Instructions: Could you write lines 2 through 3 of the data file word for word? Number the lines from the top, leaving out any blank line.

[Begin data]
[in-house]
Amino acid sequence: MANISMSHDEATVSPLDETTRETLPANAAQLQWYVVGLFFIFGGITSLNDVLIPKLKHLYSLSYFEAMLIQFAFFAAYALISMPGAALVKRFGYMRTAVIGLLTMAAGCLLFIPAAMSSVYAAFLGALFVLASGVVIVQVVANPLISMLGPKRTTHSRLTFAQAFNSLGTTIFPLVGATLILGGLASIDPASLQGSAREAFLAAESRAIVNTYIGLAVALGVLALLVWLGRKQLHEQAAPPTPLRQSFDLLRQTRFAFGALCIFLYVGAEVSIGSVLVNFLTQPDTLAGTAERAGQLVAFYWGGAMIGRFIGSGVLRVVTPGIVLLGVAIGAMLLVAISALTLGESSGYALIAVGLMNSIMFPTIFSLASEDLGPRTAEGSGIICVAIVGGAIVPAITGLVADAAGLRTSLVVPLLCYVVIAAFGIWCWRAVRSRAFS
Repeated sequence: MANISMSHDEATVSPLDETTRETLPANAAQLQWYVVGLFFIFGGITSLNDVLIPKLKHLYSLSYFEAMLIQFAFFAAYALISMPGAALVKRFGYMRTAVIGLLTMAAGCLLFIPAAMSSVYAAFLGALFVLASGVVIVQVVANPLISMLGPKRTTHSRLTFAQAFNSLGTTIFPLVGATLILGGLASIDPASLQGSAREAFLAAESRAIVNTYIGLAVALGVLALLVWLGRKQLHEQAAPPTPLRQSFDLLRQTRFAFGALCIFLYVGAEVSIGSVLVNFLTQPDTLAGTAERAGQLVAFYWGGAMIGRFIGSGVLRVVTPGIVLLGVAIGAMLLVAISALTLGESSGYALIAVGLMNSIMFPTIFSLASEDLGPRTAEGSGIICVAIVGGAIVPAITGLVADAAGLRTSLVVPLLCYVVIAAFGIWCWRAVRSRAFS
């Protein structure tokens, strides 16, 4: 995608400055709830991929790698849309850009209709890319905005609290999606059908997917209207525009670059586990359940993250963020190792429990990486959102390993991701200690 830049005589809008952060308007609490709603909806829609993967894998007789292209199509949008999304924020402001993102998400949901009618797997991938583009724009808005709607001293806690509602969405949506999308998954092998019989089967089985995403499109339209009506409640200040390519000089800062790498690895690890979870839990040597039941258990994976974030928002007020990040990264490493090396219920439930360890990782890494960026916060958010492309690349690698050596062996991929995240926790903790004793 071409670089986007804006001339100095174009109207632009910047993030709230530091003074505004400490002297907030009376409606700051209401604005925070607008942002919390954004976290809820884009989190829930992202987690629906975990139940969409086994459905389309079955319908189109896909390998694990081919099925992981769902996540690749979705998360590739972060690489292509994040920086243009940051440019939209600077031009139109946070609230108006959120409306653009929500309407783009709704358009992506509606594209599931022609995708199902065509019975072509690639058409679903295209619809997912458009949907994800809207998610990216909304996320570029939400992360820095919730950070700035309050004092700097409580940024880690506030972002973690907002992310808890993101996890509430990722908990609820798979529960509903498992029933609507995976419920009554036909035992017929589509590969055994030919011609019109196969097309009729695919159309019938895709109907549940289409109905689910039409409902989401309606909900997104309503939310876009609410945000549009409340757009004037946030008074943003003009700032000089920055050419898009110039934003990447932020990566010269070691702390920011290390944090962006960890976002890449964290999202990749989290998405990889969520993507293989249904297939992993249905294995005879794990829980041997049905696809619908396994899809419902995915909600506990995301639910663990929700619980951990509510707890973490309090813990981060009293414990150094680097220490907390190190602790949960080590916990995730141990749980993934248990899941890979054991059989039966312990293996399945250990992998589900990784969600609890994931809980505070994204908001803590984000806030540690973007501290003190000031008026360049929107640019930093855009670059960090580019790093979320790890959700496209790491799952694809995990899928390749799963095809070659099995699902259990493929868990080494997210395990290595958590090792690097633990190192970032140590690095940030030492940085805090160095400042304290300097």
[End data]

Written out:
Amino acid sequence: MANISMSHDEATVSPLDETTRETLPANAAQLQWYVVGLFFIFGGITSLNDVLIPKLKHLYSLSYFEAMLIQFAFFAAYALISMPGAALVKRFGYMRTAVIGLLTMAAGCLLFIPAAMSSVYAAFLGALFVLASGVVIVQVVANPLISMLGPKRTTHSRLTFAQAFNSLGTTIFPLVGATLILGGLASIDPASLQGSAREAFLAAESRAIVNTYIGLAVALGVLALLVWLGRKQLHEQAAPPTPLRQSFDLLRQTRFAFGALCIFLYVGAEVSIGSVLVNFLTQPDTLAGTAERAGQLVAFYWGGAMIGRFIGSGVLRVVTPGIVLLGVAIGAMLLVAISALTLGESSGYALIAVGLMNSIMFPTIFSLASEDLGPRTAEGSGIICVAIVGGAIVPAITGLVADAAGLRTSLVVPLLCYVVIAAFGIWCWRAVRSRAFS
Repeated sequence: MANISMSHDEATVSPLDETTRETLPANAAQLQWYVVGLFFIFGGITSLNDVLIPKLKHLYSLSYFEAMLIQFAFFAAYALISMPGAALVKRFGYMRTAVIGLLTMAAGCLLFIPAAMSSVYAAFLGALFVLASGVVIVQVVANPLISMLGPKRTTHSRLTFAQAFNSLGTTIFPLVGATLILGGLASIDPASLQGSAREAFLAAESRAIVNTYIGLAVALGVLALLVWLGRKQLHEQAAPPTPLRQSFDLLRQTRFAFGALCIFLYVGAEVSIGSVLVNFLTQPDTLAGTAERAGQLVAFYWGGAMIGRFIGSGVLRVVTPGIVLLGVAIGAMLLVAISALTLGESSGYALIAVGLMNSIMFPTIFSLASEDLGPRTAEGSGIICVAIVGGAIVPAITGLVADAAGLRTSLVVPLLCYVVIAAFGIWCWRAVRSRAFS